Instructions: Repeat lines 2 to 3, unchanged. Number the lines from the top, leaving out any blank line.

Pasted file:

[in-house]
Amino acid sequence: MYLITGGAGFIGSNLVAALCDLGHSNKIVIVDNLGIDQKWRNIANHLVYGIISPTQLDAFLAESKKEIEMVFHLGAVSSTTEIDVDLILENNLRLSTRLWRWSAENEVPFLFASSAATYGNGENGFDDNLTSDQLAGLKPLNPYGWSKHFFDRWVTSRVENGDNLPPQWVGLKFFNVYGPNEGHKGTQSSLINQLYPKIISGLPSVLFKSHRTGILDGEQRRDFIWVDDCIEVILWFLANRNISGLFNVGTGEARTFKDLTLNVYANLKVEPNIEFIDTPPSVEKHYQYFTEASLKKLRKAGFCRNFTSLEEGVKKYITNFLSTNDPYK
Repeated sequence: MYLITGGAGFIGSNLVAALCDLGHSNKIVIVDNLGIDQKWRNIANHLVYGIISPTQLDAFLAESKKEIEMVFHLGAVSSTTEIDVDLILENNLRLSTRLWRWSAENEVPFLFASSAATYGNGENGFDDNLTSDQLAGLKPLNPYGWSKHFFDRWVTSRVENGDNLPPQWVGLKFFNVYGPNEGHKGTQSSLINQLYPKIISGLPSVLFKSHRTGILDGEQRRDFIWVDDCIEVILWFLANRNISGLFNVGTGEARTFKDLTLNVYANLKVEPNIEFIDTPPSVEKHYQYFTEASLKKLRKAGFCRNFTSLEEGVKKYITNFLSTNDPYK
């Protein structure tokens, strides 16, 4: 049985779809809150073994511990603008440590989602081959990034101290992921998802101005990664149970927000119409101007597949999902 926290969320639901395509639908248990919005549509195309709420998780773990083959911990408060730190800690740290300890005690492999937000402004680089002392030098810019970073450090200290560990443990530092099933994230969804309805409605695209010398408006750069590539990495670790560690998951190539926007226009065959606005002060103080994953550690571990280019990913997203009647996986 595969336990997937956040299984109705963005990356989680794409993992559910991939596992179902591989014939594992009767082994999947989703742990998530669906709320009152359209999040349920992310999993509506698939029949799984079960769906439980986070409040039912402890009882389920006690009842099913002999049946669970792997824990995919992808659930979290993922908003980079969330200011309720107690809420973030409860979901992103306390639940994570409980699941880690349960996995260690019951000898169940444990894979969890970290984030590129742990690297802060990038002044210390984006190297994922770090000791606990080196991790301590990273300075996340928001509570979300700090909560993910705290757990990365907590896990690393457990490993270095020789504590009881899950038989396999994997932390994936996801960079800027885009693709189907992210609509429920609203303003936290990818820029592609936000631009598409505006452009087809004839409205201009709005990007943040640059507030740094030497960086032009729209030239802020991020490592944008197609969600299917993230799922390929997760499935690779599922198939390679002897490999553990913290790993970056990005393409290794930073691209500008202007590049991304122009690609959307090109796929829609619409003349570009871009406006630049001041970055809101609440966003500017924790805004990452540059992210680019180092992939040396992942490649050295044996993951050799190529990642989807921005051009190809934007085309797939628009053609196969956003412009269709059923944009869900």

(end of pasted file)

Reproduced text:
Amino acid sequence: MYLITGGAGFIGSNLVAALCDLGHSNKIVIVDNLGIDQKWRNIANHLVYGIISPTQLDAFLAESKKEIEMVFHLGAVSSTTEIDVDLILENNLRLSTRLWRWSAENEVPFLFASSAATYGNGENGFDDNLTSDQLAGLKPLNPYGWSKHFFDRWVTSRVENGDNLPPQWVGLKFFNVYGPNEGHKGTQSSLINQLYPKIISGLPSVLFKSHRTGILDGEQRRDFIWVDDCIEVILWFLANRNISGLFNVGTGEARTFKDLTLNVYANLKVEPNIEFIDTPPSVEKHYQYFTEASLKKLRKAGFCRNFTSLEEGVKKYITNFLSTNDPYK
Repeated sequence: MYLITGGAGFIGSNLVAALCDLGHSNKIVIVDNLGIDQKWRNIANHLVYGIISPTQLDAFLAESKKEIEMVFHLGAVSSTTEIDVDLILENNLRLSTRLWRWSAENEVPFLFASSAATYGNGENGFDDNLTSDQLAGLKPLNPYGWSKHFFDRWVTSRVENGDNLPPQWVGLKFFNVYGPNEGHKGTQSSLINQLYPKIISGLPSVLFKSHRTGILDGEQRRDFIWVDDCIEVILWFLANRNISGLFNVGTGEARTFKDLTLNVYANLKVEPNIEFIDTPPSVEKHYQYFTEASLKKLRKAGFCRNFTSLEEGVKKYITNFLSTNDPYK